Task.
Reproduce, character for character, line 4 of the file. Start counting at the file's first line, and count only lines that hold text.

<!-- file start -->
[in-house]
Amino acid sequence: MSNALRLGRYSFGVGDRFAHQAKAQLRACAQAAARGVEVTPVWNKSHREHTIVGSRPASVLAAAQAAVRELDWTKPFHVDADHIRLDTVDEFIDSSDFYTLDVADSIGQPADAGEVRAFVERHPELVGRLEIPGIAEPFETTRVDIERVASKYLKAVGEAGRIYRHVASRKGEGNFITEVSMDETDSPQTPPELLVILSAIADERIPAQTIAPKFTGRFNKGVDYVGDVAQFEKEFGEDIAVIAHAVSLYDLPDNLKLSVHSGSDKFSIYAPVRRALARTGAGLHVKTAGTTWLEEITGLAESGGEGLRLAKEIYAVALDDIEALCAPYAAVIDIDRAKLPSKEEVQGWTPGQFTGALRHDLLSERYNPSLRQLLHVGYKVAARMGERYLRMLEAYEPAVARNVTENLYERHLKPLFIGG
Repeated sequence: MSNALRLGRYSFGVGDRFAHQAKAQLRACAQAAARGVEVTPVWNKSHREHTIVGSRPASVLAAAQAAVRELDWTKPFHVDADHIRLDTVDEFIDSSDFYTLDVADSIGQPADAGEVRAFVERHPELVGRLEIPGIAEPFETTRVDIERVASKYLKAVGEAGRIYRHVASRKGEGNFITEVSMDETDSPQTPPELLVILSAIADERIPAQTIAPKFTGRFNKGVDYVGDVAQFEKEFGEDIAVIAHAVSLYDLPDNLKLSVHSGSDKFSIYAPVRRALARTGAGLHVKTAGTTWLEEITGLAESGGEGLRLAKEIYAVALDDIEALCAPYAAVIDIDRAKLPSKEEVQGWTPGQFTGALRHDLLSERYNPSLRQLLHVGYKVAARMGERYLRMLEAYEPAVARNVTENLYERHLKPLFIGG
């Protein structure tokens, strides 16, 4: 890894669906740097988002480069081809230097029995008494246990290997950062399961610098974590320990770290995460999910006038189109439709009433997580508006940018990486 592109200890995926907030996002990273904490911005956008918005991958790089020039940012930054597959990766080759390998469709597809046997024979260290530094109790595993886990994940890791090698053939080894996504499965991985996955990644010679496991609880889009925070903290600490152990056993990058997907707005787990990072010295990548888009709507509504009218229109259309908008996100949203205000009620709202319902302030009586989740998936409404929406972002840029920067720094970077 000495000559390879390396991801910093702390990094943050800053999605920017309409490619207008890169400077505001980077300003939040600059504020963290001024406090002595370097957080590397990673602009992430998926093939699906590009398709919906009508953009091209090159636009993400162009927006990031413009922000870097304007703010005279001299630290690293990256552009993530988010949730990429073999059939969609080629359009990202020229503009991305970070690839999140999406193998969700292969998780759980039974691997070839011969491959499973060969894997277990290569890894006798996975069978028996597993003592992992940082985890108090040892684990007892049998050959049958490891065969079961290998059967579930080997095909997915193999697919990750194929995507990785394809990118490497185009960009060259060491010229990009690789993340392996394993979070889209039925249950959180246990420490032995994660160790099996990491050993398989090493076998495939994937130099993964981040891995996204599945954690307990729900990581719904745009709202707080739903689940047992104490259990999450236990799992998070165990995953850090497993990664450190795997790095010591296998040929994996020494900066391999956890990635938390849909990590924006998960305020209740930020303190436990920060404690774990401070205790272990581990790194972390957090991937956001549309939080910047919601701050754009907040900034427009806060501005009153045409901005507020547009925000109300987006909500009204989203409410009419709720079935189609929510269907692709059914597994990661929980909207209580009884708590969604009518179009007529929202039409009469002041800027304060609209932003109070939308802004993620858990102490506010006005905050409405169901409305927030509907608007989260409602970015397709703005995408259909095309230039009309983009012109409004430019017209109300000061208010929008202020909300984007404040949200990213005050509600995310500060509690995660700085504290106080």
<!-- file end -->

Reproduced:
């Protein structure tokens, strides 16, 4: 890894669906740097988002480069081809230097029995008494246990290997950062399961610098974590320990770290995460999910006038189109439709009433997580508006940018990486 592109200890995926907030996002990273904490911005956008918005991958790089020039940012930054597959990766080759390998469709597809046997024979260290530094109790595993886990994940890791090698053939080894996504499965991985996955990644010679496991609880889009925070903290600490152990056993990058997907707005787990990072010295990548888009709507509504009218229109259309908008996100949203205000009620709202319902302030009586989740998936409404929406972002840029920067720094970077 000495000559390879390396991801910093702390990094943050800053999605920017309409490619207008890169400077505001980077300003939040600059504020963290001024406090002595370097957080590397990673602009992430998926093939699906590009398709919906009508953009091209090159636009993400162009927006990031413009922000870097304007703010005279001299630290690293990256552009993530988010949730990429073999059939969609080629359009990202020229503009991305970070690839999140999406193998969700292969998780759980039974691997070839011969491959499973060969894997277990290569890894006798996975069978028996597993003592992992940082985890108090040892684990007892049998050959049958490891065969079961290998059967579930080997095909997915193999697919990750194929995507990785394809990118490497185009960009060259060491010229990009690789993340392996394993979070889209039925249950959180246990420490032995994660160790099996990491050993398989090493076998495939994937130099993964981040891995996204599945954690307990729900990581719904745009709202707080739903689940047992104490259990999450236990799992998070165990995953850090497993990664450190795997790095010591296998040929994996020494900066391999956890990635938390849909990590924006998960305020209740930020303190436990920060404690774990401070205790272990581990790194972390957090991937956001549309939080910047919601701050754009907040900034427009806060501005009153045409901005507020547009925000109300987006909500009204989203409410009419709720079935189609929510269907692709059914597994990661929980909207209580009884708590969604009518179009007529929202039409009469002041800027304060609209932003109070939308802004993620858990102490506010006005905050409405169901409305927030509907608007989260409602970015397709703005995408259909095309230039009309983009012109409004430019017209109300000061208010929008202020909300984007404040949200990213005050509600995310500060509690995660700085504290106080």